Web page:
– SDsolar
    Jun 27 '17 at 7:59
  • $\begingroup$ A singularity means in all emperical examples that the mathematical model is wrong or not valid anymore. Furthermore singularities lead to contradictions. The fact that black holes are viewed as singularities everywhere is in my eyes very dangerous. $\endgroup$
    – dgrat
    Nov 27 '19 at 10:02

What is a singularity?

A singularity is a point in the universe where matter is infinitely dense. The singularity is at the centre of the black hole, and is often hiding behind an event horizon. So basically, a singularity is a point in space where a lot of matter is squeezed together in a very small space. When you have a singularity matter does not go to infinity. Density is what goes to infinity. Density and matter are different things.

A singularity is often created in a supernova explosion. A supernova is where a star is caused when there is so much matter in the centre of a star (at the end of its life) that the star cannot support its own gravitational force, and it collapses in on itself and explodes.

The second way a supernova can happen is in a binary star system - where if there is a white dwarf, it steals matter from the other star and eventually it accumulates so much matter that it explodes.

A singularity is caused by the big stars, not small ones. Small stars that explode in a supernova create something called neutron stars.

So what is a black hole?

A black hole is a area in space with a gravitational field so strong not even light can escape. Black holes don't have the colour black, they don't have a colour because we can't see any light coming back from them. So no, light is not absorbed. Black holes can also eventually dissipate, due to a mechanism called Hawking Radiation

There are multiple types of black holes including:

  • Supermassive black holes (often found at the centre of galaxies)

  • Stellar black holes

  • Primordial black holes

  • Rotating (Kerr) black hole

Finally, there are 3 main areas inside a black hole.

Diagram of a black hole

This diagram can show us many things, for example, how black holes don't have a gravitational pull which goes across the whole universe.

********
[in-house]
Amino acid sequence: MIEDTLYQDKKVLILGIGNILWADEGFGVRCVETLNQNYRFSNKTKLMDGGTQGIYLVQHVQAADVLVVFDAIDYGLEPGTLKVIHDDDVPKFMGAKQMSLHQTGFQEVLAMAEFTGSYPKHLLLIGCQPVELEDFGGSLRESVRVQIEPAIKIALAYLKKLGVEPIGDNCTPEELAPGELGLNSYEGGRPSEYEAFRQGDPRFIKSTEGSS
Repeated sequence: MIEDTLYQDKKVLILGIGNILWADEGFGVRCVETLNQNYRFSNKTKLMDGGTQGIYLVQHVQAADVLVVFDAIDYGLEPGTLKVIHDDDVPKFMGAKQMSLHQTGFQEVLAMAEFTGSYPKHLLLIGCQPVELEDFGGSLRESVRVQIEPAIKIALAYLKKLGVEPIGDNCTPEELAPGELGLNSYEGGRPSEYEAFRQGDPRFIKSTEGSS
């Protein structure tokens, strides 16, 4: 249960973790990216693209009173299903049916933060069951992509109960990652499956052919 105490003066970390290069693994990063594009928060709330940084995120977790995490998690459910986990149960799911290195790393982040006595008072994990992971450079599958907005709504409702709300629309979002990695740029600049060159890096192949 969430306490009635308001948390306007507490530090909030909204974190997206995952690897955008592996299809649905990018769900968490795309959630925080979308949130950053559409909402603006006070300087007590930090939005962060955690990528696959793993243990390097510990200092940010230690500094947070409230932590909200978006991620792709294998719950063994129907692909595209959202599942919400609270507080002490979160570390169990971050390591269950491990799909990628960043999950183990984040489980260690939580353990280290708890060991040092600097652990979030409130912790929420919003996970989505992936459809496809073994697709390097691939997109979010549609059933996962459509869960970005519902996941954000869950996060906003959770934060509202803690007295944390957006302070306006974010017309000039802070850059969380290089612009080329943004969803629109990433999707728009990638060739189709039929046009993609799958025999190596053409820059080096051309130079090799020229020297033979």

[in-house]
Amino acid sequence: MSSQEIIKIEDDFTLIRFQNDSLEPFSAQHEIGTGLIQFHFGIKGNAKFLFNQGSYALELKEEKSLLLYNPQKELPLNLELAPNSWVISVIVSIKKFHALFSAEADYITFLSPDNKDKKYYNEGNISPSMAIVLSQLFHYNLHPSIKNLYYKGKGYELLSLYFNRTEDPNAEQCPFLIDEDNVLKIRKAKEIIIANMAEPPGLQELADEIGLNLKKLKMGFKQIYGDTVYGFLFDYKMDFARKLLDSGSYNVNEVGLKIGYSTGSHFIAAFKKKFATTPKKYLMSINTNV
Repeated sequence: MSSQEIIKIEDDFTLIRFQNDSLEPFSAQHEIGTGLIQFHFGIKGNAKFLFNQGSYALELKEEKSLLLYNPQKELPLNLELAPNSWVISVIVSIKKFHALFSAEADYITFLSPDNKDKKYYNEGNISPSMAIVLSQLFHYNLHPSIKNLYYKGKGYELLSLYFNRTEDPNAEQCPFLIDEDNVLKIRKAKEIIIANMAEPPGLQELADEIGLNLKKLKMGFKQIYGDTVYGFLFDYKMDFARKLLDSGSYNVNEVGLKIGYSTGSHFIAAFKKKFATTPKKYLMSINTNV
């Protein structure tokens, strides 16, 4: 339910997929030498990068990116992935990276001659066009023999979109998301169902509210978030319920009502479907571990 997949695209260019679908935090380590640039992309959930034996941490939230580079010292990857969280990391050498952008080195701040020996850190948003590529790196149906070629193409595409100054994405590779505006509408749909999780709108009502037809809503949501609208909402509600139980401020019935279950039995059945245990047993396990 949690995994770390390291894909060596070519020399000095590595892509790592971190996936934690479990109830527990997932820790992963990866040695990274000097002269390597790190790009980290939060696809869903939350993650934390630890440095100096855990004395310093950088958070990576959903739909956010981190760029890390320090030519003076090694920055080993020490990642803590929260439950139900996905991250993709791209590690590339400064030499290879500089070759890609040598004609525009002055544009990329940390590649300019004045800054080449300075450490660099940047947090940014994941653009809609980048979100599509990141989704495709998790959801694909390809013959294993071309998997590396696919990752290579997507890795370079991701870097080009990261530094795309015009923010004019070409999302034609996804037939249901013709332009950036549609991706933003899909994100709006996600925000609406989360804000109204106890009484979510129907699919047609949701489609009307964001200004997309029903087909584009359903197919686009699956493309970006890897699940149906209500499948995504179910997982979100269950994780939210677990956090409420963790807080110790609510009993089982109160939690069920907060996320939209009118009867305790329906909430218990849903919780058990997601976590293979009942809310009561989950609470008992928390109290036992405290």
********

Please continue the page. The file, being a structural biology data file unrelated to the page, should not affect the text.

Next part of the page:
On a final note, we can work out the area where even light cannot escape by using the Schwarzschild radius. Seen as you said this answer shouldn't include relativity, I won't include any maths either. The Schwarzschild radius, in summary, is where the event horizon is in a black hole.


Sorry for providing a awkwardly long answer, I was having trouble understanding what you didn't understand, and I thought that if I explained a singularity - then I'd surely help you, sorry if I've just said things you already know. I've provided some Wikipedia links if you want to have a look at some of the terms I left in italics. You might also want to look at black hole thermodynamics

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    $\begingroup$ Okay so here is what I'm skeptic about: Apart from being able to imagine infinity as a mathematical phenomenon, it may not make sense in the physical universe when applied to objects. Just because something has an inhumanely large mass we have no reason to believe that it collapses into something infinite. Large values are nothing special in space. Is this idea for historical reasons, so when scientist first realized that there are huge masses out there, they supposed they might cause singular behavior? If so, why not also fantasize about gamma rays with infinitely high frequencies? $\endgroup$
    – stevie
    Feb 19 '16 at 15:44
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    $\begingroup$ The singularity is a point with 0 volume. You are getting mixed up with some things, I think. Mass does not go to infinity. The mass becomes so dense, its volume becomes 0. You said "inhumanely large mass", the mass does not go to infinity. The density goes to infinity. A singularity is only created when the point has infinite density. @stevie $\endgroup$ Feb 19 '16 at 18:12

I think you are starting off from the premise that there is some way of stabilising an extremely dense object inside the event horizon of a black hole. In the classical theory of General Relativity the singularity is inevitable. Once inside an event horizon an object is compelled to move towards, and reach, the singularity in a finite time, in the same way that you are compelled to move forward in time whether you like it or not.